Locating Trees and Other Plant Materials

Third, calculate the distance between ground and the bottom of the tree canopy. Photographs can also be taken during the process of site inventory if that occurs at another time. First, locate the center of the tree by triangulation. It is suggested that each noteworthy tree, shrub, or mass of plants be located even if there is no final determination about whether or not they will be incorporated into the proposed design. A shrub or shrub mass can be noted as S1, S2, and so on. Second, measure the diameter of the tree trunk by holding the tape measure near the tree (Figure 6-35). Figure 6-35
Measuring the diameter of a tree. Whenever photographs are taken, they can serve a number of purposes as discussed more thoroughly in the next chapter. Plantings near the house walls can be easily located with the baseline or direct measuring system, whereas shrubs located elsewhere on the site can be positioned with triangulation. Fourth, estimate the spread of the tree canopy by noting the drip line on the ground on opposite sides of the tree, and then measuring it with the tape measure (Figure 6-37). Because the end of the tape measure cannot actually be placed at the very center of the tree, the tape should be held on the side of the tree trunk in line with the tree’s center (Figure 6-34). For instance, the principal trees that are to remain on the Duncan site are labeled T1 through T9 (Figure 6-38). Figure 6-34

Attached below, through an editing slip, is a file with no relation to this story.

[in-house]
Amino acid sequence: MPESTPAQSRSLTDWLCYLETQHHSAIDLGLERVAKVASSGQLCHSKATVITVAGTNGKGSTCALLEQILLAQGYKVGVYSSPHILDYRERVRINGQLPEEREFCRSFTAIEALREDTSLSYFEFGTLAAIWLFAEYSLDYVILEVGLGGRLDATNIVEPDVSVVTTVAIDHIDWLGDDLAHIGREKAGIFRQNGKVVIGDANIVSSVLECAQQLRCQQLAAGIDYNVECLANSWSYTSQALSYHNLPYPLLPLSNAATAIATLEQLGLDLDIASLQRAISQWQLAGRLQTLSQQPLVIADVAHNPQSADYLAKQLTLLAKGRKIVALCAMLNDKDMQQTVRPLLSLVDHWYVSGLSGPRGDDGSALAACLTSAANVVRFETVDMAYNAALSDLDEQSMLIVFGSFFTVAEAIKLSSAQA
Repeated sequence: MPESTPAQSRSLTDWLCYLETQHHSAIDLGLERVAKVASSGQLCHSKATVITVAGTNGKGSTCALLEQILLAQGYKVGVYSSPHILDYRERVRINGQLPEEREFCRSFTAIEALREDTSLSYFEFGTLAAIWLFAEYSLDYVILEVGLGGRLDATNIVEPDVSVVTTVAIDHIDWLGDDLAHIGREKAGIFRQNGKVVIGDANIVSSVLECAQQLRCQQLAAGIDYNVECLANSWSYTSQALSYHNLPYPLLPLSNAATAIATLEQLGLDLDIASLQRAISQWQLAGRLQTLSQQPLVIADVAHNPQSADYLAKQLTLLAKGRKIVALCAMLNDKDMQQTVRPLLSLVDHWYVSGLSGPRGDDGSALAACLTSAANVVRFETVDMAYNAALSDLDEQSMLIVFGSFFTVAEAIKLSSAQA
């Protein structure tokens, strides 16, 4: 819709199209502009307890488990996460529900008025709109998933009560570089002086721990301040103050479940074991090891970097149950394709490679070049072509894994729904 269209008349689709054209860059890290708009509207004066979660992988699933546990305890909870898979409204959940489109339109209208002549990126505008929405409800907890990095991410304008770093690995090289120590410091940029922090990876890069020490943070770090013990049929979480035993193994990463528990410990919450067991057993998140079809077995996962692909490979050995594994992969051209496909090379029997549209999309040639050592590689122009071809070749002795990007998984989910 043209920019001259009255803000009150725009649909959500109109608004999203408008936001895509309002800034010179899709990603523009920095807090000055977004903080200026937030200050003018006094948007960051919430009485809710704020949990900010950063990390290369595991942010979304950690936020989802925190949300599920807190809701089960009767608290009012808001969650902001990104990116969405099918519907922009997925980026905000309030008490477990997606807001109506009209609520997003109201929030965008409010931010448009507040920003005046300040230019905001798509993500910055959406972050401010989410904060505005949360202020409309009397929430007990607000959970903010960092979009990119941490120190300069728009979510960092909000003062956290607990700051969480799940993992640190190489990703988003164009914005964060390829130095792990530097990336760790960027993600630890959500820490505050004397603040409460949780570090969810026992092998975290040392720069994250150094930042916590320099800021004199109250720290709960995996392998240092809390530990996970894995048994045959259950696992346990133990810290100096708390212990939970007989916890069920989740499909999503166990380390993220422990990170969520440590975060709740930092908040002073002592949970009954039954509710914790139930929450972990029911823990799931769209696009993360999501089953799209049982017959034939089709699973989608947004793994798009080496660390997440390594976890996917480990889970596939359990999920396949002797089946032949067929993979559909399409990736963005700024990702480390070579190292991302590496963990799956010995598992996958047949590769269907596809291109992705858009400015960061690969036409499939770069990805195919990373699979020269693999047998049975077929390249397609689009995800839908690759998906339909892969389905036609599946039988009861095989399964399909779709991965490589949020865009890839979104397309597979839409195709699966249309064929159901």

Example of locating a tree in relation to house corners. Trees are the most time consuming to locate and require five separate measurements. As with other site elements, existing trees and plants should be sketched on paper and identified with a special notation.

Updated: 30.10.2014 — 12:19